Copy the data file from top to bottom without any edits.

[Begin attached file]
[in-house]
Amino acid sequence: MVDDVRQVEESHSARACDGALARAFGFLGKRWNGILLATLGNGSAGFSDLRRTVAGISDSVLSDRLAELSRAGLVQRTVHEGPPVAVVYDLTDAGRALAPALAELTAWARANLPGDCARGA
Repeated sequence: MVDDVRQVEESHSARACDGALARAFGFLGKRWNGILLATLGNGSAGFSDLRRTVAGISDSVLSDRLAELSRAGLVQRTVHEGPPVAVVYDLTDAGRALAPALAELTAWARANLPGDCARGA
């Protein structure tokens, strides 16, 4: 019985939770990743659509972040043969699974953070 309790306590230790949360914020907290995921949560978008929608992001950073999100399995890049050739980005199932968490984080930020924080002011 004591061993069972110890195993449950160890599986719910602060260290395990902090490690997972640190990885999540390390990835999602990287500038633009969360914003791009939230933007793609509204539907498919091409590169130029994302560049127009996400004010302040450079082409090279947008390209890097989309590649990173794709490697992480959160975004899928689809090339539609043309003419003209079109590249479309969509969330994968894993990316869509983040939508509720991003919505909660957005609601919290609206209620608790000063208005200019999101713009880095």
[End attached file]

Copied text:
[in-house]
Amino acid sequence: MVDDVRQVEESHSARACDGALARAFGFLGKRWNGILLATLGNGSAGFSDLRRTVAGISDSVLSDRLAELSRAGLVQRTVHEGPPVAVVYDLTDAGRALAPALAELTAWARANLPGDCARGA
Repeated sequence: MVDDVRQVEESHSARACDGALARAFGFLGKRWNGILLATLGNGSAGFSDLRRTVAGISDSVLSDRLAELSRAGLVQRTVHEGPPVAVVYDLTDAGRALAPALAELTAWARANLPGDCARGA
């Protein structure tokens, strides 16, 4: 019985939770990743659509972040043969699974953070 309790306590230790949360914020907290995921949560978008929608992001950073999100399995890049050739980005199932968490984080930020924080002011 004591061993069972110890195993449950160890599986719910602060260290395990902090490690997972640190990885999540390390990835999602990287500038633009969360914003791009939230933007793609509204539907498919091409590169130029994302560049127009996400004010302040450079082409090279947008390209890097989309590649990173794709490697992480959160975004899928689809090339539609043309003419003209079109590249479309969509969330994968894993990316869509983040939508509720991003919505909660957005609601919290609206209620608790000063208005200019999101713009880095």